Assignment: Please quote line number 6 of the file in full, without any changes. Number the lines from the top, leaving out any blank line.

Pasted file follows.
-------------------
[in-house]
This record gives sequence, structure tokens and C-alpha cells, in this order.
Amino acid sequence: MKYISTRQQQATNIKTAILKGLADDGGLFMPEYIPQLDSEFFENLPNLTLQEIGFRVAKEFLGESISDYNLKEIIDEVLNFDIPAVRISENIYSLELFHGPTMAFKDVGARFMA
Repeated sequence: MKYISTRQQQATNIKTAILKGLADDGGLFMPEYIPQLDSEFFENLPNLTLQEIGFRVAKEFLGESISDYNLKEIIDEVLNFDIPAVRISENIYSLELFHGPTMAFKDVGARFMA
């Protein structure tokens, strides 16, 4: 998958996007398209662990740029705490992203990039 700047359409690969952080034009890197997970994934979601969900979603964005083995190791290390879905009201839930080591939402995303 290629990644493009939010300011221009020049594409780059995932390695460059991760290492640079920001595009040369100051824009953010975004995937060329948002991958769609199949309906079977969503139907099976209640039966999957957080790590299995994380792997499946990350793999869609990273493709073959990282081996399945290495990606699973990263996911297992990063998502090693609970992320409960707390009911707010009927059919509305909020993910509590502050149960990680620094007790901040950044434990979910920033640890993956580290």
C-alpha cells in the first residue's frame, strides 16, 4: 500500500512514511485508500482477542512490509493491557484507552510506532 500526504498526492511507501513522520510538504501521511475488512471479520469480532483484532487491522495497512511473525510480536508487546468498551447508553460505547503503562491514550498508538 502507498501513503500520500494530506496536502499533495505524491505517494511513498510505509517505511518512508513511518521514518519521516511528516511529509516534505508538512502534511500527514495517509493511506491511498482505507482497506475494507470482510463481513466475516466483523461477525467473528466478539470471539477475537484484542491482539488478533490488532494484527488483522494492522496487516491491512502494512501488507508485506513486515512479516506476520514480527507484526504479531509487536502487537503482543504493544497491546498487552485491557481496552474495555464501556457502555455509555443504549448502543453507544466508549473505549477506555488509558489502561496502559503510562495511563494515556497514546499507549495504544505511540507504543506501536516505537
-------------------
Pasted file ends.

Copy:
C-alpha cells in the first residue's frame, strides 16, 4: 500500500512514511485508500482477542512490509493491557484507552510506532 500526504498526492511507501513522520510538504501521511475488512471479520469480532483484532487491522495497512511473525510480536508487546468498551447508553460505547503503562491514550498508538 502507498501513503500520500494530506496536502499533495505524491505517494511513498510505509517505511518512508513511518521514518519521516511528516511529509516534505508538512502534511500527514495517509493511506491511498482505507482497506475494507470482510463481513466475516466483523461477525467473528466478539470471539477475537484484542491482539488478533490488532494484527488483522494492522496487516491491512502494512501488507508485506513486515512479516506476520514480527507484526504479531509487536502487537503482543504493544497491546498487552485491557481496552474495555464501556457502555455509555443504549448502543453507544466508549473505549477506555488509558489502561496502559503510562495511563494515556497514546499507549495504544505511540507504543506501536516505537